THERE IS HEATED talk now about whether the demonstrations at the South African Embassy will go on and what tactics should be used and whether the protests and the arrests will accomplish anything and what the collateral effects may be and whether these activities can accomplish anything anyway, given the iron hold that South Africa's white minority has on that tragic land. These are hard questions, and good answers will be slow in coming.
What is striking already, however, is that the questions are being asked. It is happening as the direct result of demonstrations begun in this city barely two weeks ago. Do you not feel that something new is in the air? The demonstrations have imparted a new intensity and interest to an issue that earlier was off most Americans' screen. They have touched something that was there waiting to be touched. They have increased public interest in apartheid and diminished tolerance of it as a familiar, if terrible, constant. They have been a model of public expression, conducted so as to turn new attention on apartheid and bring new pressure to bear.
Do you think for one minute that President Reagan would otherwise have received Bishop Tutu, the South African Nobel Peace Prize winner? Just a few weeks ago apartheid was simply not on the presidential agenda, not something he had to devote his personal time to or prepare to talk about at a news conference. That is one measure of the change. Will it be so in two weeks, two months, two years? We offer no predictions. It is already evident, though, that the political system has a larger place available for this issue than many people had suspected. Liberal interest has been freshened, conservative interest stirred. Some signs of an altered political chemistry are there. Reaching into another society to affect social and political change takes care, skill and -- let's face it -- arrogance. It is tough to do, and it is tough to keep in mind that the only justification for trying is to make things better, especially though not exclusively for the particular people you are trying to help. South Africa is not ours to make over, but it can hardly be said that the United States has yet come near fully exploring the limits of its different sorts of influence. In particular, the possibilities of a conservative American administration remain largely untapped.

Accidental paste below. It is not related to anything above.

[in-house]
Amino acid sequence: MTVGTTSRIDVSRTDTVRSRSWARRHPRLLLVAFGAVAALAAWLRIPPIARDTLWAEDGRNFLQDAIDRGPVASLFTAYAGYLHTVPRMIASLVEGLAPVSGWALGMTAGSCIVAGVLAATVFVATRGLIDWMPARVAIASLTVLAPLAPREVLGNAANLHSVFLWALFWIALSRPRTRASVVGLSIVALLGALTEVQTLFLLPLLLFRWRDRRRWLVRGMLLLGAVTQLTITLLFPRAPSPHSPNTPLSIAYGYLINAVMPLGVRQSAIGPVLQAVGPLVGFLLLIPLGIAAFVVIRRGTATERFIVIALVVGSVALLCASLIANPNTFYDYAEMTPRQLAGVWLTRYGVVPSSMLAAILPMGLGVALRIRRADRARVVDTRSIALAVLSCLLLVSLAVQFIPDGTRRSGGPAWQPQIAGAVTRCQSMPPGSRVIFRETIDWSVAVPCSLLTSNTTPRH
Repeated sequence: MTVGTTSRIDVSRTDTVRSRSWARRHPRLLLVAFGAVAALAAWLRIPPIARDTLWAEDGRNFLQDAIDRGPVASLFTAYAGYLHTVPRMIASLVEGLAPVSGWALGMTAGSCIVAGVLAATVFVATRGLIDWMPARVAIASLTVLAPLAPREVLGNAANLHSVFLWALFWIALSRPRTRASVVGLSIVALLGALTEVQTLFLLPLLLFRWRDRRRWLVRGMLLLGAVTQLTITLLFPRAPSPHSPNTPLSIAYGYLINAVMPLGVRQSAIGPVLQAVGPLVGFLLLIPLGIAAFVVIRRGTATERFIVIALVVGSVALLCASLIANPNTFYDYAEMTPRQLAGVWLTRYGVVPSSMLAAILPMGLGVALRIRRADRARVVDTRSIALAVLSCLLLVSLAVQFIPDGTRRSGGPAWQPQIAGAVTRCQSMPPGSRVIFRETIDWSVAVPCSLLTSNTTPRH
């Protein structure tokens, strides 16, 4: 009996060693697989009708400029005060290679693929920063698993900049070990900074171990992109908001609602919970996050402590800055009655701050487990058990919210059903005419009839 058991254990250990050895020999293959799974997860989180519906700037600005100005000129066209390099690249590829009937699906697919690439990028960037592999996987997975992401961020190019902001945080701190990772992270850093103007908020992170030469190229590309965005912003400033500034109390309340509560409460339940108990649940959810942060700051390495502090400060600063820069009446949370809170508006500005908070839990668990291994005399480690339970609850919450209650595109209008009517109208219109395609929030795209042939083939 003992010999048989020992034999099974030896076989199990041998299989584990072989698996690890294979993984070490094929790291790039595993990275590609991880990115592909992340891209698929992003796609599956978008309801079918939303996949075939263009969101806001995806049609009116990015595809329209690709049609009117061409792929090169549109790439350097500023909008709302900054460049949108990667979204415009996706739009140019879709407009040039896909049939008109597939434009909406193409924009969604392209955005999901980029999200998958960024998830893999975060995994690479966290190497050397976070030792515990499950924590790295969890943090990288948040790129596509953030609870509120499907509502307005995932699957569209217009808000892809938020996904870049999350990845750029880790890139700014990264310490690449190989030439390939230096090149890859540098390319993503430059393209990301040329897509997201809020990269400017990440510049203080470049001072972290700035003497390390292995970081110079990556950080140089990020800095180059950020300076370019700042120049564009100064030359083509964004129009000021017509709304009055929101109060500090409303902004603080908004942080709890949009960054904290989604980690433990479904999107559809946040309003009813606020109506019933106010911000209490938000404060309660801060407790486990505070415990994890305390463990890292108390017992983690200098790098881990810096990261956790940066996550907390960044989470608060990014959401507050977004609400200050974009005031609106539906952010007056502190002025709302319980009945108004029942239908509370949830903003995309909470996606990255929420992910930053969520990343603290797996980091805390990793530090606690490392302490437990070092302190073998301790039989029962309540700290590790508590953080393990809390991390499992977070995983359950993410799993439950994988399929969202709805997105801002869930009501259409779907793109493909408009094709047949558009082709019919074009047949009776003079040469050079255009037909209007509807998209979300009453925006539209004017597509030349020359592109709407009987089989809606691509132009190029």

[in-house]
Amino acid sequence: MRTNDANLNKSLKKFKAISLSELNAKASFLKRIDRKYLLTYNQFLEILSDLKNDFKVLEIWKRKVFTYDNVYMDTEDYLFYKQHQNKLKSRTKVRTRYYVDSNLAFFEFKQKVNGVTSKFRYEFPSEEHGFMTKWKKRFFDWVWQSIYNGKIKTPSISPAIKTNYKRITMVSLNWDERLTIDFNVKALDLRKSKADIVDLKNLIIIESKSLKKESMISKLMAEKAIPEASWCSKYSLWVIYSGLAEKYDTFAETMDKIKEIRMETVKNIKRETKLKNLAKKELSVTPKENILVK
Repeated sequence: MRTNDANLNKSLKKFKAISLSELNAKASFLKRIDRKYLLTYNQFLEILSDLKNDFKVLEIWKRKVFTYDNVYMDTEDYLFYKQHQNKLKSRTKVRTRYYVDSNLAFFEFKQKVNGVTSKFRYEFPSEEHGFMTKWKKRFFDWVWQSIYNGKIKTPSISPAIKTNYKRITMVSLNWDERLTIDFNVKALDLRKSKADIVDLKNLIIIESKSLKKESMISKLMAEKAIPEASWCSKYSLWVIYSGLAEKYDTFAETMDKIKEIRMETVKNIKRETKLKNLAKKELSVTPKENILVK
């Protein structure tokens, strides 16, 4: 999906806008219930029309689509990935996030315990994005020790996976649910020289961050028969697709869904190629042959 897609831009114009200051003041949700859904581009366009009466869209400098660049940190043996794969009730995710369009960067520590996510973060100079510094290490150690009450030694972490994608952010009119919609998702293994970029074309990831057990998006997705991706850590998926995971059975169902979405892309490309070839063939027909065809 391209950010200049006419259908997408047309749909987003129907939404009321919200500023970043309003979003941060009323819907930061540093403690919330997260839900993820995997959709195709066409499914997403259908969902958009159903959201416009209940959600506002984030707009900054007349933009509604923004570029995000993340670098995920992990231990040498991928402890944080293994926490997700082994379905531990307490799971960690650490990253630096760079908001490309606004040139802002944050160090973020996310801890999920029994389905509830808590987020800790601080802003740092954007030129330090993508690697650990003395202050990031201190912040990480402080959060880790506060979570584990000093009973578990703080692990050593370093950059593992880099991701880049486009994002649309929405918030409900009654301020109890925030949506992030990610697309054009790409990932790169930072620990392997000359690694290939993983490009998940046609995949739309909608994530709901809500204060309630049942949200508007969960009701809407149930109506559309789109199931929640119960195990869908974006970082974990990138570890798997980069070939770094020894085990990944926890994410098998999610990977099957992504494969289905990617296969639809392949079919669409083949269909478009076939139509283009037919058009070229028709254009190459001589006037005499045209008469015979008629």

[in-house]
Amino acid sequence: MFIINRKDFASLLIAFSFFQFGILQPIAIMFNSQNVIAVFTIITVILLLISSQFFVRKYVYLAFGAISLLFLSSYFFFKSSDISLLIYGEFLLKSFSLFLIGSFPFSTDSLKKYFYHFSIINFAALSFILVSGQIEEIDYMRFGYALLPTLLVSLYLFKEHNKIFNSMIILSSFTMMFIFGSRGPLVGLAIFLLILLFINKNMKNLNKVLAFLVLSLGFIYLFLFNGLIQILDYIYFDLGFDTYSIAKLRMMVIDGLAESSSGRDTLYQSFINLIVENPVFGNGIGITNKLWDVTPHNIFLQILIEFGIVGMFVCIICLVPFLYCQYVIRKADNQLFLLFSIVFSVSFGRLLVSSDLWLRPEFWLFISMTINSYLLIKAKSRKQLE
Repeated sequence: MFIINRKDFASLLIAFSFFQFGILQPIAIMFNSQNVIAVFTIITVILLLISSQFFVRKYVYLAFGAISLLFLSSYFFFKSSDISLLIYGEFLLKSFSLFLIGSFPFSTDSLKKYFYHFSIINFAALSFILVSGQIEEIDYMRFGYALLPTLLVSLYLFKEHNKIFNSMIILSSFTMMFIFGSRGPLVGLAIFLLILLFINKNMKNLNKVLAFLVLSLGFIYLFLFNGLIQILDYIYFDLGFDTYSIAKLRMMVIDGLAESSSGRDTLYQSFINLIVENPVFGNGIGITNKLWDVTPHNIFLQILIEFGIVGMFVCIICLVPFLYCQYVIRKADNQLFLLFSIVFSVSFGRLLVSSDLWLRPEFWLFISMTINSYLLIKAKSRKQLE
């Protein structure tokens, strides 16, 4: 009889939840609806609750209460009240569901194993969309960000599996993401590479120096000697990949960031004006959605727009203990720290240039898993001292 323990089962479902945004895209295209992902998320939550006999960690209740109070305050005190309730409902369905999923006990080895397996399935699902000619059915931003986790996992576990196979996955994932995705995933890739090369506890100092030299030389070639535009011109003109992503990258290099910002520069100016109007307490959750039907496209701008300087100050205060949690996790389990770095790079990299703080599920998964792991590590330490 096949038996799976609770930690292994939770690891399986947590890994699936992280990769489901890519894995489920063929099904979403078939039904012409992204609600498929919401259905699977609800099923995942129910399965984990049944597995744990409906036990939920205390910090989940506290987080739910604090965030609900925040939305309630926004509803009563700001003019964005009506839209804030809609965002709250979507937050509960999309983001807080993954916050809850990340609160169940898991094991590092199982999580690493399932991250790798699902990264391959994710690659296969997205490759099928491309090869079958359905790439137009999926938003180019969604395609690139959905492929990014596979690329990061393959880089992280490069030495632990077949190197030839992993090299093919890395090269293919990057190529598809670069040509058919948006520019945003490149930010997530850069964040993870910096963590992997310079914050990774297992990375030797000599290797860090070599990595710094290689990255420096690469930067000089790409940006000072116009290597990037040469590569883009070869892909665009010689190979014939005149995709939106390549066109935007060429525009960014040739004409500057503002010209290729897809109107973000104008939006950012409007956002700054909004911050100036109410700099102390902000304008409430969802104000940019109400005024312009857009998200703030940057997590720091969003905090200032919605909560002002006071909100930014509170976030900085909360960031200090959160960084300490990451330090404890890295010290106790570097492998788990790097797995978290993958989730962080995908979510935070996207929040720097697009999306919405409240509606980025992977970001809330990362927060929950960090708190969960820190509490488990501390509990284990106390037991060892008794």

President Reagan has an unfortunate lack of evident empathy for the plight of South African blacks. He has a point, however, in stressing the uses of American business in expanding their opportunities. As defensive and rigid as he is about his policy, he was wise to say he would consider suggestions made to him by Bishop Tutu. In its domestic origins, his policy emerged from an atmosphere of low urgency. A higher urgency is being generated. Things need to "work," to ferment.
South Africa's release of some of its jailed prisoners -- in the group whose release has been a specific demand of the demonstrators -- is an early sign of one kind of response that an attitude of heightened American concern may bring. Mr. Reagan, having already made one statement on apartheid on Friday, popped up in public a second time to say that the release was a fruit of his policy. Others will argue about that but we will not. That's fine with us -- our next question to the president is this: Now that you have confirmed the principle that American policy can be counted on to produce concrete results, what is to be your next success?